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Planet Or Plastic: Is Sri Lanka Making The Right Choices?

It is the responsibility of each person using plastics to take action in their capacity to minimize the magnitude of this issue.

History and Current Situation

Since the revolutionary invention of the first synthetic polymer back in 1869 by John Wesley Hyatt, plastic manufacture has not been constrained by the limits of nature.The wide range of completely synthetic modern plastics started to be developed around a century ago, offering benefits not found in natural materials. With the countless possibilities of plastics, it was viewed as an abundant material that is inexpensive and safe, which could be shaped by humans to their desire.

Over the last 50 years, plastics have saturated our world, and at present play animportant part in our day to day activities. It is cheap to produce, convenient, useful, durable,and found everywhere.This miracle material has made modern life convenient, at a very high cost of course, in terms of the environment, and has become a serious global menace. More than 40 percent of it is usedjust once, leading to plastic pollution, choking waterways and causing harm to many living beings in numerous ways.Single-use or disposable plastics such as plastic bags, straws, PET bottles and most food packaging,have an immense impact on the environment. These persist in the environment, degrading the soil and disturbing natural cycles.

The perfect optimistic image of plastics did not last for long,as signs of negative impacts emerged withthe persistence of plastic waste, raising concerns about pollution.Plastic debris in the oceanswere first observed in the 1960s, a decade in which people in developed countries became increasingly aware of environmental problems. The anxiety about waste increased, as it was realized that plastic lasts forever in the environment. The reputation of plastics was lowered further, due to growing concern about the potential threat to human health from additives used in the plastic manufacturing process. These chemicals leach out to our food and water, and get accumulated in organisms, thereby affecting the health and wellbeing of future generations.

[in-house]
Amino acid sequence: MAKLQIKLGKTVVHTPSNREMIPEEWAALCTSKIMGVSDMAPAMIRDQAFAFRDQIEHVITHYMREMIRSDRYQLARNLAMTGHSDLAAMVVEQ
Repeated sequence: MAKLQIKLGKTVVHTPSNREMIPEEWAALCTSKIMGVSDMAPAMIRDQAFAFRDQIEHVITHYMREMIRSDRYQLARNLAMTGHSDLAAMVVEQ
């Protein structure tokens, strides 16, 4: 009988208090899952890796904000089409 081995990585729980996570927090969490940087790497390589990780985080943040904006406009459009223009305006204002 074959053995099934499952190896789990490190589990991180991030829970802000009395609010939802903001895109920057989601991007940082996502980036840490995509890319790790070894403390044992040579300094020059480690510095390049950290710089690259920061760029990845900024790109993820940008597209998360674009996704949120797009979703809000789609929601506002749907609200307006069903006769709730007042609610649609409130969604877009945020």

The ultimate symbol of the issue of plastic waste is the Great Pacific Garbage Patch, the largest accumulation of ocean plastic in the world, which covers an estimated surface area of 1.6 million square kilometers with a mass of approximately 80,000 metric tonnes. Much of the debris found in thisgarbage patchfloating in the Pacific Ocean, comprise micro plastics, smaller than 5mm in size, suspended throughout the water column.Microplastics are very difficult to remove and are often mistaken for food by marine animals.Ocean plastic is estimated to kill millions of marine animals every year, affecting nearly 700 species, including endangered ones; some are harmed visibly - strangled by abandoned fishing nets or discarded six-pack rings. Akin to the Great Pacific Garbage Patch, is the Indian Ocean Garbage Patch which was discovered in 2010. Its actual size is unknown as its borders remain dynamic and cannot be identified as a solid island of plastic. However estimates of its size range between 2 million to 5 million square kilometers and is heavily influenced by the monsoons which are unique to this region of world. Here too, micro plastics have been identified as the most prevalent material and is thought to originate from the countries that surround the Indian Ocean.